How to Streamline your Workflow by Ditching To-Do Lists

A lot of people are surprised that I don’t work off of to-do lists anymore. Yes, I have used them for the past 30 years in business but over these years, I’ve learned so many ways of doing things differently. I am going to share these with you today in the hopes of helping you manage your time and energy better with your business, team and clients.

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Evolving ways of doing and listing down tasks and priorities

Back in the day, the only way I knew to organise my activities was having a to-do list. Next thing you know, I had lists of lists and an overwhelming amount of sticky notes. It was good but it wasn’t helping me focus and prioritise in a calm and well-regulated manner. 

Technology and apps then became available, but all were list-based too. Asana, Trello, Slack, Monday, Flow, and many more apps came to help you with to-do lists and bring in team members to help with each project, add channels, share files, communicate, and help with task progression. These are good apps, but can still be a little bit of overwhelm.

Striving for streamlined and high-performing workflows and teams.

My team and I are still working towards minimising the way we work across platforms and visual workflow tools even with technology and what I know about workflow. We are still making a steady progression towards an optimal high-performing state. The living, learning and productivity is real which makes us aim for quality, continuous improvement and all of those good things in our business.

This is what I encourage businesses to work towards (and we are working on this as well): a smooth sailing workflow where everything is in the right place & time, where we have identified the right things to do at the right time, for the right reason, and give the right impact. Also, having the right people on the team to work on those tasks and projects.

2 things that we do to have a sense of flow and ease are:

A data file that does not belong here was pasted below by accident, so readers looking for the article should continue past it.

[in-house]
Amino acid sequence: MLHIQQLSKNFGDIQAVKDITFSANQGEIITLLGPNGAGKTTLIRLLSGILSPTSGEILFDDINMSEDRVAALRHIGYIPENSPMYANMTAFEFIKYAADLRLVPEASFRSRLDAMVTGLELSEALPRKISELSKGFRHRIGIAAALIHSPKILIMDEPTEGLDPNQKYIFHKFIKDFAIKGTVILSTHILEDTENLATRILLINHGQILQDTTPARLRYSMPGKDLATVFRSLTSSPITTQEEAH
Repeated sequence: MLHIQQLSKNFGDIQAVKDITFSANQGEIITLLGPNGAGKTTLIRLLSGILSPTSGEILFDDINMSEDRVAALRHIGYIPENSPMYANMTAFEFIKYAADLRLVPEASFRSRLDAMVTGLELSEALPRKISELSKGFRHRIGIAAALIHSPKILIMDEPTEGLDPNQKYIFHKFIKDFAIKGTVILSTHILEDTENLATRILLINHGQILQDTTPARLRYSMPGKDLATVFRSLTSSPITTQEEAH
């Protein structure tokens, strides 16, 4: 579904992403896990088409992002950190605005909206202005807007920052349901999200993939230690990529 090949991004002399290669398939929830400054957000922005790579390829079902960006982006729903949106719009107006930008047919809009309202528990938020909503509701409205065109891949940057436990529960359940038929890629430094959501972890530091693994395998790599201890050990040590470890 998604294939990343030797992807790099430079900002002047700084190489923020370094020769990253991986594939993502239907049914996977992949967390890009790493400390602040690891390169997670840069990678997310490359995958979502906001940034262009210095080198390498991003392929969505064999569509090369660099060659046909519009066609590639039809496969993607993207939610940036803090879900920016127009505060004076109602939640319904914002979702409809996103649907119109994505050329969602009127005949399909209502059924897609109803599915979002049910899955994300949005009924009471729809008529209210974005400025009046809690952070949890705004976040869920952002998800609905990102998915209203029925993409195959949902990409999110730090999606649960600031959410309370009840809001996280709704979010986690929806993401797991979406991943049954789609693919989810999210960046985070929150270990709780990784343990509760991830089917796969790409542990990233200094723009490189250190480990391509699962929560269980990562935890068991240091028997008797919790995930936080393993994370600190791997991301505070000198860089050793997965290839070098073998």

1. Profiling of our team
    We have a profile of each one to know where each other’s strengths and challenges lie. We constantly map our roles, responsibilities and capabilities.
  2. Bringing in team members to complement the skills we already have.

This gives us the best possible chance to get everything done to serve ourselves, our team and our clients.

An overview of how I manage myself and my tasks

I have 5-year, 3-year and 12-month plans for myself and my business. These include plans that are specific and measurable; documented statements on team and client visions; and why we do what we do. These are adjusted from time to time and tweaked as we go.

The 12-Month Plan

My 12-month plan is divided into 10 big projects that will move the needle the most – personally for me and professionally for my business, to deliver and exceed our clients’ expectations. The projects are detailed with measurable financial goals, strategies, action steps, task analysis. Task analysis is very helpful for strategic business planning and managing workflow.

I work in 4-month sprints across the year, which I highly encourage all my clients to do as well. October and November are for forward planning the strategy for the next calendar year. May and June are for checking in on and running a financial overlay over the calendar year. We adjust and celebrate as needed. Business is a marathon and you can’t do business at a sprint pace the whole time. That’s why I have a little point of difference within those 4-month sprints, with 1 month being a point of celebration and renewal.

Monthly Planning

From 10 big projects for the year, I pull down 3 of the most important projects per 4-month sprints. These get allocated, we bring in teams needed, and I book big parts out in my diary for the tasks in the projects.

Weekly Planning

For my weekly planning, I use the Personal Kanban system which I learned about through Jim Benson’s workshop. He also wrote a book about it called Personal Kanban: Navigating the Work | Mapping the Life which I highly recommend. 

You may have seen photos of boards with do/doing, pending and done columns – that’s a glance of Kanban at its finest. The principles are pretty simple – a visual workflow that is shared and gives an overall sense of what needs to be done. Another one of its mantras that has made such a monumental difference to me is to stop starting and start finishing.

I write my tasks on sticky notes which are called tickets. At the start of the week, I bring down 10 tickets I need to work on for the week, group them, and book them into my diary as to what I am going to do where. I work on roughly 3 tickets per day. I pick one, do it, and try to work on it all the way through to completion.

What I love most about it is that it makes me finish things. At the end of the day or week, I’ve got this crumple of paper tickets that represent what I have completed. And that represents the value that I can exchange with my team and clients because I got that really good stuff done.

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